|dc.description.abstract||The vapour etching of sacrificial layers is often a critical process in the fabrication
of micro/nano electromechanical systems (MEMS/NEMS) sensors. Compared to wet
etch methods, it has several advantages. Smaller devices can be fabricated because
stiction does not occur, sample cross-contamination can be avoided, and it is safer to
operate. However, in contrast to wet etching, signi cantly lower etch selectivities are
reported in the literature and observed by industry practitioners, limiting both this
release method’s and MEMS/NEMS sensors potential.
This work aims to improve the etch selectivity for the most commonly used vapour
etch processes, the silicon etching with xenon di uoride (XeF2) and hydrogen uoride (HF) etching of silicon dioxide.
A novel test structure and measurement methodology that allows the accurate selectivity determination for a number of materials and resembles MEMS fabrication
conditions was developed, fabricated and characterised.
The selectivity of XeF2 vapour etch processes were characterised with this methodology. It was observed that materials such as silicon nitride, which are commonly inert
to XeF2 etched when located close to the sacri cial layer, and methods to improve the
selectivity were evaluated. Firstly, it was observed that reducing the processing temperature from 25 to 10 °C increases the silicon (Si) to silicon nitride (SiN) selectivity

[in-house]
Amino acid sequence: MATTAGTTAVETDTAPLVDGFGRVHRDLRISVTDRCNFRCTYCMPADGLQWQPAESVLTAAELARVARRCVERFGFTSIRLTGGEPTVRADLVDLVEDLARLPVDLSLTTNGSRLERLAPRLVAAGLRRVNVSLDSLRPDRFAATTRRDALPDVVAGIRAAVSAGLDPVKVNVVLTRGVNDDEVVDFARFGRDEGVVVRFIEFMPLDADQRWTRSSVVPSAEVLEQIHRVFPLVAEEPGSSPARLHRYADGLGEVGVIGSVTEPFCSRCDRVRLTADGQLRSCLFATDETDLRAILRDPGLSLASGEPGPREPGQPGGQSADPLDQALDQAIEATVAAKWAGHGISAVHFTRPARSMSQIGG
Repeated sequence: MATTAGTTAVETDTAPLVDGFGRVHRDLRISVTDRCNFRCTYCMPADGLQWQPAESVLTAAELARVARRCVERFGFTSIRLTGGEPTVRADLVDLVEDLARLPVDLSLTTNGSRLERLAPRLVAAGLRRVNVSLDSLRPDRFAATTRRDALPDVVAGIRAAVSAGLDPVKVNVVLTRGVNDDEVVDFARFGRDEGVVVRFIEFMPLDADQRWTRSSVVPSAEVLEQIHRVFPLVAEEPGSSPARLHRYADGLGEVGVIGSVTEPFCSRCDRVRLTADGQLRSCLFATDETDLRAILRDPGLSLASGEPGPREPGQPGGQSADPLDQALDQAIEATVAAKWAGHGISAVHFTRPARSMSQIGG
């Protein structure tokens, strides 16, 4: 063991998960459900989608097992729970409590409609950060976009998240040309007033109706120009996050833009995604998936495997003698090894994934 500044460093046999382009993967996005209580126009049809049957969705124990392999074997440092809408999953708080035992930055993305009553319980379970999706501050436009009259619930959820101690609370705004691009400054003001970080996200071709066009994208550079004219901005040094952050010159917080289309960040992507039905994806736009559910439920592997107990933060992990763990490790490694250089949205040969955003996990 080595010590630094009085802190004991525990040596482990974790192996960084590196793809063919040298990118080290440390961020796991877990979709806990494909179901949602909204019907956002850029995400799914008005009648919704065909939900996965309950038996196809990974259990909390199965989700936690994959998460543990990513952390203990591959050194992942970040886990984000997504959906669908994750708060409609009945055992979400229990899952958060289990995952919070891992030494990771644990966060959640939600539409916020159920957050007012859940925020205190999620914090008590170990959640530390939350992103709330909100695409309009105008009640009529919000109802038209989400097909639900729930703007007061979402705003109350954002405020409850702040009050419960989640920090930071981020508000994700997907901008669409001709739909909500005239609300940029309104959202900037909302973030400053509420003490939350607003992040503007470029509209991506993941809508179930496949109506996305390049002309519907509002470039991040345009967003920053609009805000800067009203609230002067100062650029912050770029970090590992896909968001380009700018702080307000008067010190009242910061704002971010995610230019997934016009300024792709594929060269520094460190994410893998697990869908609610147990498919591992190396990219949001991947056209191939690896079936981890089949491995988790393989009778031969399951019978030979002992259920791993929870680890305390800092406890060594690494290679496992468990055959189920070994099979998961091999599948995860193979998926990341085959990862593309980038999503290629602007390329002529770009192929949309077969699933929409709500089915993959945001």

by 68 %. Secondly, the Si: PECVD SiN selectivity improved by an order of magnitude
and the Si: LPCVD SiN selectivity between 200 % and 600 % when moderate amounts
of hydrogen were added to the processing gas mixture.
In contrast to xenon di uoride vapour etching, a catalyst (water or alcohol) and the
formation of a thin liquid layer on the sample is required to facilitate hydrogen uoride vapour etching. To improve the limited process control resulting from the complex condensation phenomena, a novel model, which calculates the partial pressures
of the individual gas components to establish vapour pressure within the gas phase,
was developed and characterised.
It was observed that vapour HF etching behaves similar to wet HF etching under these
controlled conditions. The silicon dioxide to silicon nitride selectivity was demonstrated to improve by 150 % when reducing the processing temperature from 20 to 5
°C and by 166 % when increasing the liquid lm’s HF concentration from 20 – 90 %.
The methods developed in this work substantially improve the vapour etch selectivity and enable the development of smaller, more sensitive and more robust micro